“Italy’s highest court confirmed last Friday [17 January 2020] that the arrest of Carola Rackete in June was unlawful. To avoid similar mistakes happening in the future we need to reform the outdated Facilitation Directive.
🇮🇹The Italian Supreme Court confirmed today that I shouldn’t have been arrested in June for saving lives.
This is an important verdict for all sea rescue activists!
No one should be prosecuted for aiding people in need. The EU directive on “crimes of solidarity” needs reform.
— Carola Rackete (@CaroRackete) January 17, 2020
[…] The Facilitation Directive Rackete makes reference to states that anyone who facilitates illegal entry or transit is breaking the law (click here to access the directive). The problem is that it fails to distinguish between humanitarian assistance and human smuggling. It does not rule out imposing sanctions on those who act without profit motives.”
(Info Migrants – Deutsche Welle) Carola Rackete, the 31-year-old German captain of a migrant rescue vessel, was detained in Italy after refusing to stand down in the face of military orders. Italy had banned the Sea-Watch ship from entering its waters.
Italian judge Alessandra Vella on Tuesday ruled that Sea-Watch captain Carola Rackete had not acted against the law when she refused to comply with a ban on entering Italy’s territorial waters.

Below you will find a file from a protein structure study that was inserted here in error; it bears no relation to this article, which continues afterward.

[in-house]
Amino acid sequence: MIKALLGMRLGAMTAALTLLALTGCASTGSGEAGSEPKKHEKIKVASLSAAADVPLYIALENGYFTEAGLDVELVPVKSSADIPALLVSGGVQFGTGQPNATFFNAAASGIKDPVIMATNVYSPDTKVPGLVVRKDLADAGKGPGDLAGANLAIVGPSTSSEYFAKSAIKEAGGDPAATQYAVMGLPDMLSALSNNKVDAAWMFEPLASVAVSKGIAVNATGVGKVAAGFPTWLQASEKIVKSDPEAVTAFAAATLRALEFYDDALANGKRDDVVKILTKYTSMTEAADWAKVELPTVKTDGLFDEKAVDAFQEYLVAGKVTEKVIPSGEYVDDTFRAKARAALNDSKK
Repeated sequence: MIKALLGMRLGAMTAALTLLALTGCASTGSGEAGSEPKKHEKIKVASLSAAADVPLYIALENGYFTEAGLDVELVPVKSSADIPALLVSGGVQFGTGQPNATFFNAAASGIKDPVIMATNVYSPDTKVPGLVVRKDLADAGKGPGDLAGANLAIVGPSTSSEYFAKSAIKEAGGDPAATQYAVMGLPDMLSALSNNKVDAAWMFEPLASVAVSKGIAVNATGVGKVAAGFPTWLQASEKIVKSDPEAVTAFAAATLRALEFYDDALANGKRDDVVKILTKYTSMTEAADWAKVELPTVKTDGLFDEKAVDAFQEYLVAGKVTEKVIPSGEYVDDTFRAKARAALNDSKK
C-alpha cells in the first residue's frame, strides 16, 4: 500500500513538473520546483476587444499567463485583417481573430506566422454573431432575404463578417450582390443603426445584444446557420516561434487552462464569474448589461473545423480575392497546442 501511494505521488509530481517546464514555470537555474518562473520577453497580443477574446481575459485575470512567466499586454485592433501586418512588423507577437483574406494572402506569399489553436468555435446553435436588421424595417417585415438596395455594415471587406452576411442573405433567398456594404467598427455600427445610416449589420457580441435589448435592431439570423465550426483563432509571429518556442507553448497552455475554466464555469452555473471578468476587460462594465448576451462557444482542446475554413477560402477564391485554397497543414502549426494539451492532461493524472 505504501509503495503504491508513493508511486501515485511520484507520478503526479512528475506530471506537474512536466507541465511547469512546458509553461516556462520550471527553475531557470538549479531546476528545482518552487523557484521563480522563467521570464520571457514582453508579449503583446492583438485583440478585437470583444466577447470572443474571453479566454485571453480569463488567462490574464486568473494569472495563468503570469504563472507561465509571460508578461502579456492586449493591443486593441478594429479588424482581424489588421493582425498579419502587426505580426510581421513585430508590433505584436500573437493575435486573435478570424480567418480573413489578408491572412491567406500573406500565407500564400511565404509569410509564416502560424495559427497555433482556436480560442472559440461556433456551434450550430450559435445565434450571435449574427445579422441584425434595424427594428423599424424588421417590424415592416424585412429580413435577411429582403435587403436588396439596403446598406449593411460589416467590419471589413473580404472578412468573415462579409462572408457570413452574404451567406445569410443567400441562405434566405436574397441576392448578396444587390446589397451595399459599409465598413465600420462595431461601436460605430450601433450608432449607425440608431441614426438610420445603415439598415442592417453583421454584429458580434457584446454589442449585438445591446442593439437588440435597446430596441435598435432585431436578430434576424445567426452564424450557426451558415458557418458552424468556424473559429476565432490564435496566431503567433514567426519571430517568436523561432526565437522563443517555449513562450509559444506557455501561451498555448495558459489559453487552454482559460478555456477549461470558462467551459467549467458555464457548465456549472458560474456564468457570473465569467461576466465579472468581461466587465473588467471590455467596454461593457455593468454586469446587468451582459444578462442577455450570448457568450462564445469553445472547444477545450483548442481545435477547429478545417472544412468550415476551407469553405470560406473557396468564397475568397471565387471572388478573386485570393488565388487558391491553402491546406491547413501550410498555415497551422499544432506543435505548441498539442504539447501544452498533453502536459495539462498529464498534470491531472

Italian prosecutors requested the judge uphold a house arrest order in place since she was detained over the weekend. But the judge overturned the order, saying Rackete was “doing her duty saving human lives.”
“We are relieved our captain is free,” Sea-Watch International said in a tweet. “There were no grounds to keep her arrested, as her only ‘wrongdoing’ was to enforce human rights on the Mediterranean and to take responsibility where none of the European governments did.”
Rackete captained a vessel carrying more than 40 migrants. After weeks at sea, she decided to port in Lampedusa, dismissing a military order banning her vessel from entering Italian territorial waters. While attempting to dock her ship, she rammed into a police boat that was trying to block her maneuvers.
Interior Minister Matteo Salvini, who leads the far-right League Party, has threatened to use any means necessary to prevent vessels rescuing migrants off the coast of Libya from entering Italy. He has accused them of human trafficking.
But Sicily-based prosecutor Luigi Patronaggio on Tuesday told Italian lawmakers that investigators have yet to find evidence that rescue vessels, such as the Sea-Watch 3, were implicated in a trafficking scheme to funnel migrants to Europe
Human rights groups have criticized Salvini’s “repressive management of the migratory phenomenon,” saying it undermines the EU’s core values.
Nearly half a million irregular migrants have crossed the central Mediterranean and made landfall in Italy since 2015, according to the International Organization for Migration. Since January 340 migrants have died attempting the dangerous journey.
The Europe we want to live in fights #HumanTrafficking instead of taking it to a whole new level by paying external Militias to kidnap #refugees & #migrants and forcibly return them to inhumane detainment camps in #Libya where they’ll face exploitation on all levels. #EUmanity pic.twitter.com/S5DjYta9jT
— Sea-Watch International (@seawatch_intl) July 5, 2019
Featured image: Picture-alliance/dpa/F.Gambarini